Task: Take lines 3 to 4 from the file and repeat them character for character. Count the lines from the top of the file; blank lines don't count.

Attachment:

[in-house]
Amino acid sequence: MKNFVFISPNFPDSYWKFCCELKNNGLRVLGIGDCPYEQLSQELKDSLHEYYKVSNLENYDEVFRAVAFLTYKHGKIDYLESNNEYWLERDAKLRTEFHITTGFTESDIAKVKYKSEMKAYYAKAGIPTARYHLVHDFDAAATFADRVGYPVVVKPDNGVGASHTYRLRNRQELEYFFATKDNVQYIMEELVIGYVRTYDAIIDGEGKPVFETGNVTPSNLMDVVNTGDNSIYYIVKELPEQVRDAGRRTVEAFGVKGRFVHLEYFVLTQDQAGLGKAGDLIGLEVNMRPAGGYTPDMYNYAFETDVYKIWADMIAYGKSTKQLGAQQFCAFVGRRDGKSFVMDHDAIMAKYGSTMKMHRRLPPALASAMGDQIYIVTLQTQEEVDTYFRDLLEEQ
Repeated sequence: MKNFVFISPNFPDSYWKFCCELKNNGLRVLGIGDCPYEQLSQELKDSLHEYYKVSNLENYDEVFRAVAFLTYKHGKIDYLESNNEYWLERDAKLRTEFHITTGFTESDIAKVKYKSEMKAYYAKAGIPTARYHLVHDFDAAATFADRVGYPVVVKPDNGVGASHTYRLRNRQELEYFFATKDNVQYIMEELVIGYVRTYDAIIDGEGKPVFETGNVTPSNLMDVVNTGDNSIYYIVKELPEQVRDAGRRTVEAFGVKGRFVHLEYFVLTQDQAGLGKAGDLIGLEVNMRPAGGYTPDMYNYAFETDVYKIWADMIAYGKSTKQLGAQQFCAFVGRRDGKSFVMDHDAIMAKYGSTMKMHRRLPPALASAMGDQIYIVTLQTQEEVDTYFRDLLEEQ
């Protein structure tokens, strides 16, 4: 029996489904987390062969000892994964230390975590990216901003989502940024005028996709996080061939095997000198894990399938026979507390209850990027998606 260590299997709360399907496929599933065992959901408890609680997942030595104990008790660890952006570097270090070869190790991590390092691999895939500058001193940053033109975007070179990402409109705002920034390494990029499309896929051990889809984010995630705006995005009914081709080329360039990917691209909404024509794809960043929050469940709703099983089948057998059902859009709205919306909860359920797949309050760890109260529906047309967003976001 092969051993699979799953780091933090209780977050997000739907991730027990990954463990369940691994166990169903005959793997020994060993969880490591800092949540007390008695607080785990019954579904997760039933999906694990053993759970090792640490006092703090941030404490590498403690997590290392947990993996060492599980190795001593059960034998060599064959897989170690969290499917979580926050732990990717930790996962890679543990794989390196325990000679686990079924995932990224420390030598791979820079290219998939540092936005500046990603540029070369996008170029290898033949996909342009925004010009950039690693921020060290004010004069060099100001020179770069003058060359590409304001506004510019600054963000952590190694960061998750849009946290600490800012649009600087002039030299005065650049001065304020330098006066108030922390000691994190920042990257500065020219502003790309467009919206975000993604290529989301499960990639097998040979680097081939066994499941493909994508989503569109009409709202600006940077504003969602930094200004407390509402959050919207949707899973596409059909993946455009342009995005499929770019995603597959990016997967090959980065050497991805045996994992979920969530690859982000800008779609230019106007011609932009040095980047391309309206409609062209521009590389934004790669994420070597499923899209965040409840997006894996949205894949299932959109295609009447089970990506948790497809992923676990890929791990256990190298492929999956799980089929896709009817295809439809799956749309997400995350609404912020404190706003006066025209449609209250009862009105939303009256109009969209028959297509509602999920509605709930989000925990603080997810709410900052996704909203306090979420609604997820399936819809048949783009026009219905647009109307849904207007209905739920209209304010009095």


Repeated sequence: MKNFVFISPNFPDSYWKFCCELKNNGLRVLGIGDCPYEQLSQELKDSLHEYYKVSNLENYDEVFRAVAFLTYKHGKIDYLESNNEYWLERDAKLRTEFHITTGFTESDIAKVKYKSEMKAYYAKAGIPTARYHLVHDFDAAATFADRVGYPVVVKPDNGVGASHTYRLRNRQELEYFFATKDNVQYIMEELVIGYVRTYDAIIDGEGKPVFETGNVTPSNLMDVVNTGDNSIYYIVKELPEQVRDAGRRTVEAFGVKGRFVHLEYFVLTQDQAGLGKAGDLIGLEVNMRPAGGYTPDMYNYAFETDVYKIWADMIAYGKSTKQLGAQQFCAFVGRRDGKSFVMDHDAIMAKYGSTMKMHRRLPPALASAMGDQIYIVTLQTQEEVDTYFRDLLEEQ
């Protein structure tokens, strides 16, 4: 029996489904987390062969000892994964230390975590990216901003989502940024005028996709996080061939095997000198894990399938026979507390209850990027998606 260590299997709360399907496929599933065992959901408890609680997942030595104990008790660890952006570097270090070869190790991590390092691999895939500058001193940053033109975007070179990402409109705002920034390494990029499309896929051990889809984010995630705006995005009914081709080329360039990917691209909404024509794809960043929050469940709703099983089948057998059902859009709205919306909860359920797949309050760890109260529906047309967003976001 092969051993699979799953780091933090209780977050997000739907991730027990990954463990369940691994166990169903005959793997020994060993969880490591800092949540007390008695607080785990019954579904997760039933999906694990053993759970090792640490006092703090941030404490590498403690997590290392947990993996060492599980190795001593059960034998060599064959897989170690969290499917979580926050732990990717930790996962890679543990794989390196325990000679686990079924995932990224420390030598791979820079290219998939540092936005500046990603540029070369996008170029290898033949996909342009925004010009950039690693921020060290004010004069060099100001020179770069003058060359590409304001506004510019600054963000952590190694960061998750849009946290600490800012649009600087002039030299005065650049001065304020330098006066108030922390000691994190920042990257500065020219502003790309467009919206975000993604290529989301499960990639097998040979680097081939066994499941493909994508989503569109009409709202600006940077504003969602930094200004407390509402959050919207949707899973596409059909993946455009342009995005499929770019995603597959990016997967090959980065050497991805045996994992979920969530690859982000800008779609230019106007011609932009040095980047391309309206409609062209521009590389934004790669994420070597499923899209965040409840997006894996949205894949299932959109295609009447089970990506948790497809992923676990890929791990256990190298492929999956799980089929896709009817295809439809799956749309997400995350609404912020404190706003006066025209449609209250009862009105939303009256109009969209028959297509509602999920509605709930989000925990603080997810709410900052996704909203306090979420609604997820399936819809048949783009026009219905647009109307849904207007209905739920209209304010009095």